Court rules that misconduct proceedings against police officers can be brought on basis of WhatsApp group messages

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Following a recent case heard in the Scottish Courts, the Police Service of Scotland has been permitted to use the content of an officer’s WhatsApp messages as the basis on which to bring misconduct proceedings against other officers who participated in chat groups with him.

The messages posted among the group were of an inappropriate and offensive nature, including some that were of a sexist, racist and homophobic nature. They were sent despite the requirement for the officers to adhere to professional standards, which apply at all times, by acting with honesty and integrity and their obligation to challenge and report improper conduct.

In light of this, the Inner House of the Court of Session held in BC and ors v Chief Constable of the Police Service of Scotland and ors that the officers involved could not have reasonably expected privacy in relation to the messages. Crime scene photos from ongoing investigations were also shared among the group, blatantly breaching police procedures.

The messages, which formed part of two group chats between officers, were discovered on the phone of a suspect during a 2016 investigation into sexual offences within the Police Service of Scotland (PSS). The PSS’s professional standards department subsequently brought misconduct charges against the officers involved in the group chats.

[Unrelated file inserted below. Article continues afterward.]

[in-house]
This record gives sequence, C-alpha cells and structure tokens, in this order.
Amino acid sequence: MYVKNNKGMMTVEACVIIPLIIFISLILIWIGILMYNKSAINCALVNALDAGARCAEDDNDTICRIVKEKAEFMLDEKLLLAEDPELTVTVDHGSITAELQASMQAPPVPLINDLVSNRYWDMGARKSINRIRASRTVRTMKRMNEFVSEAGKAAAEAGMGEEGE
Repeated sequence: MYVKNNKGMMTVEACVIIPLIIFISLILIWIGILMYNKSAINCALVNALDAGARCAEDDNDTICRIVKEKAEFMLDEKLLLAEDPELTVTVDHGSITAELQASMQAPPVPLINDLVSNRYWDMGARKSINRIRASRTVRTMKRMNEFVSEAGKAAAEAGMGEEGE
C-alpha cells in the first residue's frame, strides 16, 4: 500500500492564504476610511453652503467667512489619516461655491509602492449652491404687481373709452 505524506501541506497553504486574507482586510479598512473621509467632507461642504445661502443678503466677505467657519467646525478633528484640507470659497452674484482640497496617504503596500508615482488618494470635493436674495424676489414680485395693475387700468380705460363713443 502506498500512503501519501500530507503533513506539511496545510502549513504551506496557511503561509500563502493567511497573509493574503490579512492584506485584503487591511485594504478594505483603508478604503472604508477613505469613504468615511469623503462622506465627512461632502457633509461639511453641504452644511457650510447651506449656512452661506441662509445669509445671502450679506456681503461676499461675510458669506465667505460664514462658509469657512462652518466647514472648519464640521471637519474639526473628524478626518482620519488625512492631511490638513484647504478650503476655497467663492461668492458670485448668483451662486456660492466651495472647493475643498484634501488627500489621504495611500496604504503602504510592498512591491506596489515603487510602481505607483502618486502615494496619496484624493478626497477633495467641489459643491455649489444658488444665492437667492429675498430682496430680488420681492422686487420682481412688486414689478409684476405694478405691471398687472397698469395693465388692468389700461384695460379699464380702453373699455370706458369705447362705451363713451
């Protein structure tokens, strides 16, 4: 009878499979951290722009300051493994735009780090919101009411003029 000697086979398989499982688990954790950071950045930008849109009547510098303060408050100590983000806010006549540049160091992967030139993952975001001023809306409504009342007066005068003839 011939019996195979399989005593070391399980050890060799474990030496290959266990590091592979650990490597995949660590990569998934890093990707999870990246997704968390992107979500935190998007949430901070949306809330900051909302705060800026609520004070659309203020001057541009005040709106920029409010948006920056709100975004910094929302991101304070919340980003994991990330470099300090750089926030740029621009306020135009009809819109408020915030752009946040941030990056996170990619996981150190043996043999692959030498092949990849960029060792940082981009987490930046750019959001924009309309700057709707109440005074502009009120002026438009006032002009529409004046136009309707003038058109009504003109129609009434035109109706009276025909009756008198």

Ten of the officers petitioned the Court of Session (Outer House) seeking a declaration that using the messages to bring misconduct proceedings for non-criminal behaviour was unlawful and contravened their rights to privacy under Article 8 of the European Convention on Human Rights.

Their petition was refused by the Court which held that, in taking up their role, an officer accepts their privacy is limited by the professional standards they are expected to uphold. The Police Service of Scotland Regulations 2013 state that a constable must at all times abstain from any activity which could interfere with them discharging their duties impartially or which is likely to give rise to the impression of such interference. Therefore, the Outer House held that the content of messages was relevant in determining whether there was a reasonable expectation of privacy.

As there was a professional obligation on the officers to report improper conduct, there was a higher probability that the messages would be disclosed by a member of the group, the officers had no reasonable expectation of privacy in this regard.

The officers’ appeal to the Inner House was dismissed as it rejected their argument that the Outer House should not have considered the message content or their professional obligations when deciding whether they had a reasonable expectation of privacy.

This is a very interesting case concerning the further breakdown in boundaries between the use of social media and misconduct in the workplace.  Whilst there are clearly a number of factors here that are only relevant to police officers, this is an area of the law that will continue to adapt to the challenges posed by social media.